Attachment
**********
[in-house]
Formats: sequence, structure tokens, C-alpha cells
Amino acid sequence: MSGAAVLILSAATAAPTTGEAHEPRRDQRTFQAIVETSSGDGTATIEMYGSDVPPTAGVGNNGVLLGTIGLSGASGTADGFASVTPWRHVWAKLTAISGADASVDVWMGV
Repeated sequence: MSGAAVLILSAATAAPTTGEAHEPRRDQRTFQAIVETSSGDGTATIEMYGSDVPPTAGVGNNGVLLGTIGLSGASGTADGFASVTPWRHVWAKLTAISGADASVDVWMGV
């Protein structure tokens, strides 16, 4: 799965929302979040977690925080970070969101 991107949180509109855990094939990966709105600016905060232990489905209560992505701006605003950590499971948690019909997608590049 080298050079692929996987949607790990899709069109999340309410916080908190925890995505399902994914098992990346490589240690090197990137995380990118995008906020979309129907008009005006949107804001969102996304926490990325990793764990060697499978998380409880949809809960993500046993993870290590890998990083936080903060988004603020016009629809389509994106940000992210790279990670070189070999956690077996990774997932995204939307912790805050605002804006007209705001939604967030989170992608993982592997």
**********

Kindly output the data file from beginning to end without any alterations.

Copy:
[in-house]
Formats: sequence, structure tokens, C-alpha cells
Amino acid sequence: MSGAAVLILSAATAAPTTGEAHEPRRDQRTFQAIVETSSGDGTATIEMYGSDVPPTAGVGNNGVLLGTIGLSGASGTADGFASVTPWRHVWAKLTAISGADASVDVWMGV
Repeated sequence: MSGAAVLILSAATAAPTTGEAHEPRRDQRTFQAIVETSSGDGTATIEMYGSDVPPTAGVGNNGVLLGTIGLSGASGTADGFASVTPWRHVWAKLTAISGADASVDVWMGV
């Protein structure tokens, strides 16, 4: 799965929302979040977690925080970070969101 991107949180509109855990094939990966709105600016905060232990489905209560992505701006605003950590499971948690019909997608590049 080298050079692929996987949607790990899709069109999340309410916080908190925890995505399902994914098992990346490589240690090197990137995380990118995008906020979309129907008009005006949107804001969102996304926490990325990793764990060697499978998380409880949809809960993500046993993870290590890998990083936080903060988004603020016009629809389509994106940000992210790279990670070189070999956690077996990774997932995204939307912790805050605002804006007209705001939604967030989170992608993982592997």